Wednesday, April 21, 2010

One Woman’s Transformation from Other to Self - A de Beauvoirian Gender Interpretation of Kate Chopin’s: The Awakening


One Woman’s Transformation from Other to Self - A de Beauvoirian Gender Interpretation of Kate Chopin’s: The Awakening

Thesis statement: By using Simone de Beauvoir’s understanding of women as Other opposed to Self in The Second Sex, I will demonstrate how the character of Edna Pontellier, in The Awakening, transitions from Other to Self.

Simone de Beauvoir tells us that, historically speaking, men have long set themselves up as the One, the Absolute, the Subject, and the Self; therefore relegating women to the place of Other: “She [woman] is defined and differentiated with reference to man and not he with reference to her; she is the incidental, the inessential as opposed to the essential. He is the Subject, he is the Absolute—she is the Other”(de Beauvoir) Simone de Beauvoir tells us men have been defining women negatively for thousands of years: “‘The female is a female by virtue of a certain lack of qualities,’ said Aristotle; ‘we should regard the female nature as afflicted with a natural defectiveness.’ And St Thomas for his part pronounced woman to be an ‘imperfect man’, an ‘incidental’ being. This is symbolised in Genesis where Eve is depicted as made from what Bossuet called ‘a supernumerary bone’ of Adam . . . Thus humanity is male and man defines woman not in herself but as relative to him; she is not regarded as an autonomous being”(de Beauvoir).

Early in The Awakening (p. 33), Edna Pontellier begins to realizes that she is not, in fact, an Other—that is, a being defined negatively—but that she is, rather, a Self: “In short, Mrs. Pontellier was beginning to realize her position in the universe as a human being, and to recognize her relations as an individual to the world within and about her” (p. 33). The character of Edna is caught-up within the patriarchal Self/Other cultural milieu of her time but she does not feel as though she properly belongs to it: “In short, Mrs. Pontellier was not a mother-woman . . . women who idolized their children, worshiped their husbands, and esteemed it a holy privilege to efface themselves as individuals and grow wings as ministering angels” (p. 19).

Simone de Beauvoir describes the patriarchal Self/Other milieu, in which Edna is Other simply because she is a woman: “When man makes of woman the Other, he may, then, expect to manifest deep-seated tendencies towards complicity. Thus, woman may fail to lay claim to the status of subject because she lacks definite resources, because she feels the necessary bond that ties her to man regardless of reciprocity, and because she is often very well pleased with her role as the Other”( de Beauvoir).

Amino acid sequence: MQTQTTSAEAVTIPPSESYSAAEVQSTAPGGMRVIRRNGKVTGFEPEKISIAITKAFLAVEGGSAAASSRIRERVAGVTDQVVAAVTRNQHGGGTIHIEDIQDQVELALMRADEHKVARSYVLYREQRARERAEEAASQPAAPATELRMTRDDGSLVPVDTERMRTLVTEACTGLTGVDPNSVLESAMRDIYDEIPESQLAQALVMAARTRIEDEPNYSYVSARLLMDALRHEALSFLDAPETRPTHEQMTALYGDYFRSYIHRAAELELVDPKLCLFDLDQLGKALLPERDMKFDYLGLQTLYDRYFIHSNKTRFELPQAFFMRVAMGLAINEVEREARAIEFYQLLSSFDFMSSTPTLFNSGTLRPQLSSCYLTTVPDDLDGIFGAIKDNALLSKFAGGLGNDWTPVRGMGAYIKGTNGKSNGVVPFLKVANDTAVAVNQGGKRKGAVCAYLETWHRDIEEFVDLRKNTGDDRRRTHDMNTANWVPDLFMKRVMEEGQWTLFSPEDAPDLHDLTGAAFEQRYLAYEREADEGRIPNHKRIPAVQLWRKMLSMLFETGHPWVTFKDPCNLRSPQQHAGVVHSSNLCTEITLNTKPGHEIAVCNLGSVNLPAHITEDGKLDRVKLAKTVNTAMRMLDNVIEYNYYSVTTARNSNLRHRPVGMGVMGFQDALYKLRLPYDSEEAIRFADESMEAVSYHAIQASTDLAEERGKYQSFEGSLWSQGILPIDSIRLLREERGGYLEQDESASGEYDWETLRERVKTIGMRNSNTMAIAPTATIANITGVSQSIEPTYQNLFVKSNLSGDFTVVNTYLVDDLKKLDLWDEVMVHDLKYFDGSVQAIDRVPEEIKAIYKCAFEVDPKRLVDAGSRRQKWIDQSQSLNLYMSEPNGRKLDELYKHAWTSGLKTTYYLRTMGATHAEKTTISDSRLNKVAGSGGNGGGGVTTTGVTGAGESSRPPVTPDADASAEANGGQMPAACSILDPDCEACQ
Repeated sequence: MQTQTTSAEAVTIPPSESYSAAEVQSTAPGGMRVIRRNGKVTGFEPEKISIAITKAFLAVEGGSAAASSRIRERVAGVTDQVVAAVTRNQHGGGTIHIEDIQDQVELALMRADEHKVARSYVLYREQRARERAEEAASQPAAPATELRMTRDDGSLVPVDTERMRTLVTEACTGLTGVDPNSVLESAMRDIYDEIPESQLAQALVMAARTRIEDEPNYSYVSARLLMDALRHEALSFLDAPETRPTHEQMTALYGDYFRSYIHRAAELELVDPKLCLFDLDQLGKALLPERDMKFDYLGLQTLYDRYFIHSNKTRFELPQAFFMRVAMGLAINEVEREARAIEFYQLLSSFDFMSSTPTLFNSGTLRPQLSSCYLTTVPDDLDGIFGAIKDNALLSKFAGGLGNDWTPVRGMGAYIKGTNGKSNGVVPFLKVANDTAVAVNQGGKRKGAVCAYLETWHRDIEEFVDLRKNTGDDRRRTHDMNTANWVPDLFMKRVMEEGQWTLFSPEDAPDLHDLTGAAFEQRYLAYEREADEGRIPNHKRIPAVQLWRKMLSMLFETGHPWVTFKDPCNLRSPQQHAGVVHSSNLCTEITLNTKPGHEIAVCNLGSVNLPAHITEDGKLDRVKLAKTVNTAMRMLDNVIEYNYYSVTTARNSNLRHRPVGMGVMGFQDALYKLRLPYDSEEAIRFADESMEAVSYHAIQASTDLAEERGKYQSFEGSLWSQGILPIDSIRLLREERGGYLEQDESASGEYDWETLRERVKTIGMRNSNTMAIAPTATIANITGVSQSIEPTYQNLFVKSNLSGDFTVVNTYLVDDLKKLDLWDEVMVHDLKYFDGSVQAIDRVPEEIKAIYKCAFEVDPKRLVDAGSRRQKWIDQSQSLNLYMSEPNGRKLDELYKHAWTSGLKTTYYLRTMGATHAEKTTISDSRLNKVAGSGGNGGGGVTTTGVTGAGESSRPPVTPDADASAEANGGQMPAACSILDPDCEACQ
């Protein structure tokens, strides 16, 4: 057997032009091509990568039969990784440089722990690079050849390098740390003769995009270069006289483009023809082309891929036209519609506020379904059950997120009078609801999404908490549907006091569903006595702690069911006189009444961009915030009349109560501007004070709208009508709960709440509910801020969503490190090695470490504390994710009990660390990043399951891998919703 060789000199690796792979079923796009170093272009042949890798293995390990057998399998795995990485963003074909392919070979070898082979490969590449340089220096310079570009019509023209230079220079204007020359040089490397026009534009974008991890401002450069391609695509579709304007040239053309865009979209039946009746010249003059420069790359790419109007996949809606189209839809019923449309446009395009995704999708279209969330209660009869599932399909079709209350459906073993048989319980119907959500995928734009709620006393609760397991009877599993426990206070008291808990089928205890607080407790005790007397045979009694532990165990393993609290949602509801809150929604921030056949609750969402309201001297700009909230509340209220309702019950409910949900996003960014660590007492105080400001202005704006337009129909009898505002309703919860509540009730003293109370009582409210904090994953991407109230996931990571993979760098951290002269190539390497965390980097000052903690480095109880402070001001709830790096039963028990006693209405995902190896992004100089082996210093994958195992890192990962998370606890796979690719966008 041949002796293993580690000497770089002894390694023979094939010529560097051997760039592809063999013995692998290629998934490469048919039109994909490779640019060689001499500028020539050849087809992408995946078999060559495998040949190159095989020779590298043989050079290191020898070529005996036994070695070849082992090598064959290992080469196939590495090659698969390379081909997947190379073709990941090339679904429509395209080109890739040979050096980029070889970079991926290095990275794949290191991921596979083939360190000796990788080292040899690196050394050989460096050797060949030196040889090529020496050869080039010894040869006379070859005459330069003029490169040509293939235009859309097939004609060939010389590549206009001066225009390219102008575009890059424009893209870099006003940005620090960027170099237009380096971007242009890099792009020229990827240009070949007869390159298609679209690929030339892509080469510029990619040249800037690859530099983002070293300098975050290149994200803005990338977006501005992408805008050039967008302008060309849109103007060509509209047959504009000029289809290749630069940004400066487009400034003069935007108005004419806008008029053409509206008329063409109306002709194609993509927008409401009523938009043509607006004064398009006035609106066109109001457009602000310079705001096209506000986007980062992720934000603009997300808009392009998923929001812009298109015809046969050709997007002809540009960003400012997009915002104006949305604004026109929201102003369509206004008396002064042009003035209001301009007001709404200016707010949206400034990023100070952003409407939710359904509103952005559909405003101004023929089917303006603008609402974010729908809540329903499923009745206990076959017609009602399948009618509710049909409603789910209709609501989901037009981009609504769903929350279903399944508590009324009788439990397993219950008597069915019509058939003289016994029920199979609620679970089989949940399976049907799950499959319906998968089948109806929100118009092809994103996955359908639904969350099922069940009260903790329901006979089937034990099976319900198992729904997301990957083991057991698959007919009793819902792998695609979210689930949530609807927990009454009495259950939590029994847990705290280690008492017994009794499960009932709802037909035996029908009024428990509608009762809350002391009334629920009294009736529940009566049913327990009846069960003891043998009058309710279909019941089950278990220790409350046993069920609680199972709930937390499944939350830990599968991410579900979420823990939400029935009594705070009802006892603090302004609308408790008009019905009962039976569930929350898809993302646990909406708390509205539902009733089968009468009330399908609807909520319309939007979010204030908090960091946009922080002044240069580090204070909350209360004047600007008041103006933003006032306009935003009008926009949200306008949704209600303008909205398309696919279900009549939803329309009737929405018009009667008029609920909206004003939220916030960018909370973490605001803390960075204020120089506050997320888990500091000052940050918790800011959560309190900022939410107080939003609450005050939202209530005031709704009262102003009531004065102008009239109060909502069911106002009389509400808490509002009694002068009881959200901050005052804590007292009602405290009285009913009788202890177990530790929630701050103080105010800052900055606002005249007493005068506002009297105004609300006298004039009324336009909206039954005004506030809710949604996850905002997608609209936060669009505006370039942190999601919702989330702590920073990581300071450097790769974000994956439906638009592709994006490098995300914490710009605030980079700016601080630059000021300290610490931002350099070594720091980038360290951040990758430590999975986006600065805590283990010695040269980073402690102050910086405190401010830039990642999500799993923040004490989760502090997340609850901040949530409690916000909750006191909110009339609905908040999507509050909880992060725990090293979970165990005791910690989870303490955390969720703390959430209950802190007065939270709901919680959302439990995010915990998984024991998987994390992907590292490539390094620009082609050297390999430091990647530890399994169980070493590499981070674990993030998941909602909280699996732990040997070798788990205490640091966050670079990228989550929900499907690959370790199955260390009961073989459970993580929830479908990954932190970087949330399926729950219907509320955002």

In The Awakening, Edna is not at all content with her role as Other but she finds it difficult to break free of this role, which is constantly imposed upon her by the dominant patriarchal culture of which she is a part. The difficulty Edna has in learning how to break free of these patriarchal, cultural restraints is described metaphorically by the author: “Edna had attempted all summer to learn to swim” (p. 70). Edna’s “learning how to swim” is the author’s metaphorical description of Edna’s learning how to be free or liberated—in the feministic sense—of patriarchal dominance.



The first time Edna senses freedom, and the first time she realizes herself as Self rather than Other, is when she swims out to sea; and the experience terrifies her: “As she swam she seemed to be reaching out for the unlimited in which to lose herself. Once she turned and looked toward the shore, toward the people she had left there. She had not gone any great distance—that is, what would have been a great distance for an experienced swimmer. But to her unaccustomed vision the stretch of water behind her assumed the aspect of a barrier which her unaided strength would never be able to overcome. A quick vision of death smote her soul, and for a second of time appalled and enfeebled her senses. But by an effort she rallied her staggering faculties and managed to regain the land” (pp. 70-71).

As she swims out into the sea, Edna seems to be “reaching out for the unlimited in which to lose herself”, and when she turned and “looked toward the shore” she was aware of “the people she had left there.” Edna’s awareness of the people she’s left behind, by swimming out to sea, represents (metaphorically) her hesitancy to cut the ties to the oppressive, patriarchal Self/Other milieu of which she is a part, which de Beauvoir speaks of, and Edna’s perception of “the stretch of water” as “a barrier, which her unaided strength would never be able to overcome,” represents her present inability to lay hold of the freedom and independence (i.e., the realization of herself as Self rather than Other) that her swimming out to sea or “reaching out for the unlimited in which to lose herself” represents.